More often than not, the raddest custom motorcycles out there are built by people with many years of experience behind them. However, a relatively new builder will sometimes come along and knock things straight out of the ballpark, making a large impact right from their very first builds. Although they’re few and far between, we’ll always be thrilled to talk about such instances here at autoevolution.
We don’t know much about Sir Manno’s background or prior experience with motorcycles, but what we can say for sure is that his attention to detail is spot-on. You will find two projects in Mile Zero Racers’ portfolio at this time, both looking superb and sharing many design cues which may later become a part of the builder’s signature style. Oh, and the commonalities don’t end there, mind you.
The builds were both based on classic Honda CB models and their stories are very much intertwined, so let’s see how it all started. First, Thomas bought a CB750 and began customizing it around two years ago, but he needed a temporary fix for his riding habits while the said transformation was taking place. Being a motorcycle aficionado himself, his brother decided to step in with a solution.
He scored a neat CB450 and had it gifted to Thomas right away – a kind deed that would be fully repaid further down the road. When the first project was out of the way, MZR’s mastermind proceeded to do his thing on the smaller CB, as well. The end goal was to hand it back to his brother on his 30th birthday, and no expense would be spared during the customization process.
First things first, Thomas took the retro Honda apart and gave its parallel-twin engine a once-over. As the powerplant was looking nice and fresh on the inside, he simply pieced it back together with fresh gaskets while performing an external clean-up. Some intake and exhaust mods were also on the menu, with the former comprising a pair of mesh-covered velocity stacks to replace the stock airbox.
At the opposite end of the combustion cycle, we’re greeted by handmade stainless-steel pipework terminating in small reverse megaphone silencers. The plumbing is partially enshrouded in a bespoke belly pan manufactured from scratch, just like the setup found on Mile Zero Racers’ CB750. As for the rest of the bodywork, it is a tasteful mixture of custom-built and repurposed equipment.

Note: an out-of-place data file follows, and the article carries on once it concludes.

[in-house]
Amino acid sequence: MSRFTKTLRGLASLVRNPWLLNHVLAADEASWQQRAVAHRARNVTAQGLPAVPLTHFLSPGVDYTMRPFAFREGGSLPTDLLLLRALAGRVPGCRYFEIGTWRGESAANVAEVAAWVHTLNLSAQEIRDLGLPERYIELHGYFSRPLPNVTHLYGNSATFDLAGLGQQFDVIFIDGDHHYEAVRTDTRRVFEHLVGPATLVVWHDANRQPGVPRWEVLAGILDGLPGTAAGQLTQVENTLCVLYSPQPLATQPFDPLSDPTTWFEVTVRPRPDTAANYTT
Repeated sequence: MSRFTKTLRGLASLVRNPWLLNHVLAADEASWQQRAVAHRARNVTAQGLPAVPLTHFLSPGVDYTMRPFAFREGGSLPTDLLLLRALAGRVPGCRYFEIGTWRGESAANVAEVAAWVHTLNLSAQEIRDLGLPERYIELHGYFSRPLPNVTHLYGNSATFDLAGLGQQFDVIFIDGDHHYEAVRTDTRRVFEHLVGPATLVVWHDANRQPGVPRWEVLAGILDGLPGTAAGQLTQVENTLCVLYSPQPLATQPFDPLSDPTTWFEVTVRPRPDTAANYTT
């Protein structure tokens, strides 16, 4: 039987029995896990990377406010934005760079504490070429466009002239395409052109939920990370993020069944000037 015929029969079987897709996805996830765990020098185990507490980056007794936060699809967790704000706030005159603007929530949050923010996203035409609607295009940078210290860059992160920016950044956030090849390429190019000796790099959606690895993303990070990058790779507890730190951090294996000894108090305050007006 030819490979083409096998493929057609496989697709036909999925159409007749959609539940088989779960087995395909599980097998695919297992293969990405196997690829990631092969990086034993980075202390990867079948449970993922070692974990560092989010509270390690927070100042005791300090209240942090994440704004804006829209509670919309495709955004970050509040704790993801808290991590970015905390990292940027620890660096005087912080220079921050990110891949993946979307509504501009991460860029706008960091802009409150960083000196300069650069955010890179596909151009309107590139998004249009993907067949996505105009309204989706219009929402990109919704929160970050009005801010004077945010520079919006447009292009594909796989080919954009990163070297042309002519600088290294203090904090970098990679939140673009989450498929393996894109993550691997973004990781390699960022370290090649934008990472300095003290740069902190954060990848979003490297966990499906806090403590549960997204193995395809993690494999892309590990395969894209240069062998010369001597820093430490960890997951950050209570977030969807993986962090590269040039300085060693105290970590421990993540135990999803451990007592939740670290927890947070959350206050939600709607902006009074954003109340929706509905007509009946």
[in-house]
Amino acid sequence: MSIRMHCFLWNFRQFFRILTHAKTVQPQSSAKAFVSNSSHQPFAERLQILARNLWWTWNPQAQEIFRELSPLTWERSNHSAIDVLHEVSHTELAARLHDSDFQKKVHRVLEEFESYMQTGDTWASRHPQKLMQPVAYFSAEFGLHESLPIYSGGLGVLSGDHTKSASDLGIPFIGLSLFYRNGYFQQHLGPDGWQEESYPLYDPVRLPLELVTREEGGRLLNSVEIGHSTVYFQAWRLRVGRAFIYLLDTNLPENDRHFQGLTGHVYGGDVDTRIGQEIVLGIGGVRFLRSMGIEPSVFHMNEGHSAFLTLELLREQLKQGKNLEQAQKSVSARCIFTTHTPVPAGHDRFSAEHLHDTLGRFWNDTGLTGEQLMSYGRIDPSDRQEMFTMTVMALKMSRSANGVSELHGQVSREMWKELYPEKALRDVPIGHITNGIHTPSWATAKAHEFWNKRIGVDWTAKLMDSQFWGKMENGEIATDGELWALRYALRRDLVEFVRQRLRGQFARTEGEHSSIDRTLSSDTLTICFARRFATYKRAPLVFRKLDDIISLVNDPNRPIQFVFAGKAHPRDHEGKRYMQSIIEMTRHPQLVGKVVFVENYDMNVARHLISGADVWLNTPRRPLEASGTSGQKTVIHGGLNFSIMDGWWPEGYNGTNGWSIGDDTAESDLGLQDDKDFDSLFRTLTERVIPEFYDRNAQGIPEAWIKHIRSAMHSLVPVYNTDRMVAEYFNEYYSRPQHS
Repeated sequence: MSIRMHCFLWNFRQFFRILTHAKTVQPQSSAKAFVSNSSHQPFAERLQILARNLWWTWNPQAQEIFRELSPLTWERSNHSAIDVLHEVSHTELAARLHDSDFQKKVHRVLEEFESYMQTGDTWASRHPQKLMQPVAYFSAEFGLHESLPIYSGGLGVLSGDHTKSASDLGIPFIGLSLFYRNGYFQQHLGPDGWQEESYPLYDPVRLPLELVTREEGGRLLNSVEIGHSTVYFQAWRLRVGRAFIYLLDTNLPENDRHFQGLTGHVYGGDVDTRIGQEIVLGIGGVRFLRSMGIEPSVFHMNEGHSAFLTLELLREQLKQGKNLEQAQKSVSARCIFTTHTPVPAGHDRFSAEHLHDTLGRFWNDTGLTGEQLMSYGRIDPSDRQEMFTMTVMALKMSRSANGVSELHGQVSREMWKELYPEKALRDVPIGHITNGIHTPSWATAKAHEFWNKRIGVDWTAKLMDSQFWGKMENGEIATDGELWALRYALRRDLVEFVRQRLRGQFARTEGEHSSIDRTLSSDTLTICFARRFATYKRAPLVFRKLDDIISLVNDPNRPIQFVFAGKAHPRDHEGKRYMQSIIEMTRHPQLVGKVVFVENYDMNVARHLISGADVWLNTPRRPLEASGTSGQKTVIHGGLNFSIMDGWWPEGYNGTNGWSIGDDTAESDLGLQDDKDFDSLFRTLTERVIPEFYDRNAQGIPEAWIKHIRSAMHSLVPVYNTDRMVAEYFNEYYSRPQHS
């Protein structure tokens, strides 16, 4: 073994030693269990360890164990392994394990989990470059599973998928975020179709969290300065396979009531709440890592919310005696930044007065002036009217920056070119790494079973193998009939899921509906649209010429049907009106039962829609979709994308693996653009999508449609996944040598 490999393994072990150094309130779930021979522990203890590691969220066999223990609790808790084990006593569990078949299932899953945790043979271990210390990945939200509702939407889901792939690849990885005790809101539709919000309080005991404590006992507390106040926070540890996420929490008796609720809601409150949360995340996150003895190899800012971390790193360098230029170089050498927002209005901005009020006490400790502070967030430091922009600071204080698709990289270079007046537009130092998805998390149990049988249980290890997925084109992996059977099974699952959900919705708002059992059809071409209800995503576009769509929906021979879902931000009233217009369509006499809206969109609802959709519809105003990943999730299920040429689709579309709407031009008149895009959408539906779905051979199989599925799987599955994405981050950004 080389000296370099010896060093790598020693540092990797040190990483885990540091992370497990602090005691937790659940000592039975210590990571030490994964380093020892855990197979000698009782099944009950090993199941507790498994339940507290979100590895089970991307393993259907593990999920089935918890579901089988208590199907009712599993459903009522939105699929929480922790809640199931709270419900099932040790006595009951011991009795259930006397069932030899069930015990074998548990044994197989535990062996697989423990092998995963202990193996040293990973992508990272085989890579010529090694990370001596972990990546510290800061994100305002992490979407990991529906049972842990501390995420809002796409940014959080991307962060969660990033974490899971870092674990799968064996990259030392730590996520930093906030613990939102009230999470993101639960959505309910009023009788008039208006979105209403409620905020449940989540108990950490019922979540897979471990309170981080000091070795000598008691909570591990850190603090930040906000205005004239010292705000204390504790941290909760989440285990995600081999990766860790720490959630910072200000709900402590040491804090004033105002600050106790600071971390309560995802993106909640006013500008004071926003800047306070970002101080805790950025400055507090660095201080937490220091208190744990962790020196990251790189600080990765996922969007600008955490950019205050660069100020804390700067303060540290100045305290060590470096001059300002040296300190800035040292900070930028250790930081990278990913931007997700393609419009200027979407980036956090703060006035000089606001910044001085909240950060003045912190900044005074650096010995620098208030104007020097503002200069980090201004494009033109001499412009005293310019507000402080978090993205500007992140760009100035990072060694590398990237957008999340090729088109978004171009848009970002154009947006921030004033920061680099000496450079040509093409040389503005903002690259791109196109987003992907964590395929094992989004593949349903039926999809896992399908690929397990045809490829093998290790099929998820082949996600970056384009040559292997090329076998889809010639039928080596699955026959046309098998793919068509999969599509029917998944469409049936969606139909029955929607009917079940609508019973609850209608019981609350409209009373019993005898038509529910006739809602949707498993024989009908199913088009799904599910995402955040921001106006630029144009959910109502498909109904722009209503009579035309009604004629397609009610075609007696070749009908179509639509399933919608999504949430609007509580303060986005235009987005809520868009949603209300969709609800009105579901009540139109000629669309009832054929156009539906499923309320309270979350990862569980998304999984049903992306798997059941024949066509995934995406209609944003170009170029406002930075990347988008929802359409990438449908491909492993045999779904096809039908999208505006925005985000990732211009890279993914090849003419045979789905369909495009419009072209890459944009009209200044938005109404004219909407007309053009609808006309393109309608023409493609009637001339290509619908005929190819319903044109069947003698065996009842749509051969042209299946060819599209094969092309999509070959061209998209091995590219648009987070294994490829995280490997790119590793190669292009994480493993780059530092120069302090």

We come across a Honda CB200’s fuel tank center-stage, cleverly adapted to sit on the CB450 frame like it was always meant to be there. A bit further back, there is a solo seat wrapped in standard black leather and suede, but the upholstery continues making its way forward to form a very stylish tank strap. Right behind the saddle lies a carbon fiber tail section with cafe racer vibes.
It has also been fabricated in-house by Thomas Manno’s capable hands, showcasing his proficiency with more than just one material. You’ll notice a thin LED taillight embedded at the back, and all this equipment is perched on a heavily revised subframe. Aftermarket turn signals are attached to the tubing on the flanks, completing the rear-end lighting package without cluttering things up in that area.
The last bit of bodywork we need to mention is a slim front fender, secured in place with bespoke brackets and accompanied by a full suite of LED lighting goodies higher up. MZR really went to town with the suspension mods, converting the motorcycle’s twin-shock rear setup to a monoshock arrangement. Some extensive tweaking of the swingarm was required in the process, but the project’s author made it work seamlessly in the end.
At the front, he made use of a new wheel hub and billet aluminum triple clamps to install a Suzuki GSX-R’s inverted forks. The same Gixxer donated its front Tokico calipers and drilled brake discs, as well, while the factory CB hoops got swapped with Wrap 9 alternatives. In the cockpit, Mile Zero’s racers/p/C1-MZSVx9mP/?img_index=1 “>classy cafe racer bears a single aftermarket dial and clip-on handlebars mounted nice and high.
Stealthy switches, underslung bar-end mirrors, and plain rubber grips adorn the clip-ons, all supplied by a Rochester-based outfit called The Motoworks. After a complete rewire, it came time for Thomas to take care of the paint job before wrapping things up and calling it a day. He laid a glossy coat of burgundy onto the fuel tank, belly pan, and front fender, topping it off with white pinstripes all throughout the upper bodywork.
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